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Old 05-12-2017, 08:31 AM
 
Location: Cary, NC
31,645 posts, read 55,374,605 times
Reputation: 30193

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I took the kickback one time.

Referral deal, and I got a no-kickback warranty for my buyer.
With the $70 kickback out of the price, the referring agent got involved and demanded that I buy a more expensive warranty because she had never seen one that cheap.
Pushed me to the company she used, and there was no online option to decline the kickback.

Rather than rock the boat, I ordered the warranty and pocketed the cash. Yeah, it sucked.
This was before that particular kickback was eliminated.

Last edited by MikeJaquish; 05-12-2017 at 08:54 AM..
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Old 05-12-2017, 08:41 AM
 
1,196 posts, read 895,686 times
Reputation: 975
My general feeling about the subject (even without really being all that well-versed on home warranties and real estate) as a first-time buyer is that the majority of the time they have to be bad deals for the customers, just like virtually all warranty/extended warranty products.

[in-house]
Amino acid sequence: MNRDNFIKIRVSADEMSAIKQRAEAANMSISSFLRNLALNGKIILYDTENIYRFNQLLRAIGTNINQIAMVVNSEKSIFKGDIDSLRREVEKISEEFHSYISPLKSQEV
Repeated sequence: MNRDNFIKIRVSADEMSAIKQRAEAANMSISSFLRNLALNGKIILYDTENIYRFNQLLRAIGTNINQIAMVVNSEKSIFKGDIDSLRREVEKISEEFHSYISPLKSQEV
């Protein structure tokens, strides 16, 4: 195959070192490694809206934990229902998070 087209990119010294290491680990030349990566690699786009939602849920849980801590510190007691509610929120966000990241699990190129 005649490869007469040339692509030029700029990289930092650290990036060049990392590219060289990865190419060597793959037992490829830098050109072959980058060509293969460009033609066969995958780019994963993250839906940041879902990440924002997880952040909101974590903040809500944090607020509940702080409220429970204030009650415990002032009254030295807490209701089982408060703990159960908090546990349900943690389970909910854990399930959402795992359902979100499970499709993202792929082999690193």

The very nature of the warranty/extended warranty business is that the companies offering them have crunched the numbers and know what they need to charge the customer in premiums in order to make a profit (ie payout less in services to the customer than they receive in monthly premiums from the customer). They have people that almost certainly do nothing other than crunch the numbers behind the warranty deals to ensure that they win the vast majority of the cases. Sure, you will hear some stories here (and elsewhere) from people who think they got a good deal and avoided a major expenditure for a water heater or HVAC or dishwasher but those people are pretty much always going to be in the minority because the warranty company couldn't be profitable and stay in business otherwise if this was happening all that often (ie paying out more in services/repairs to a customer than they receive in premiums from that customer).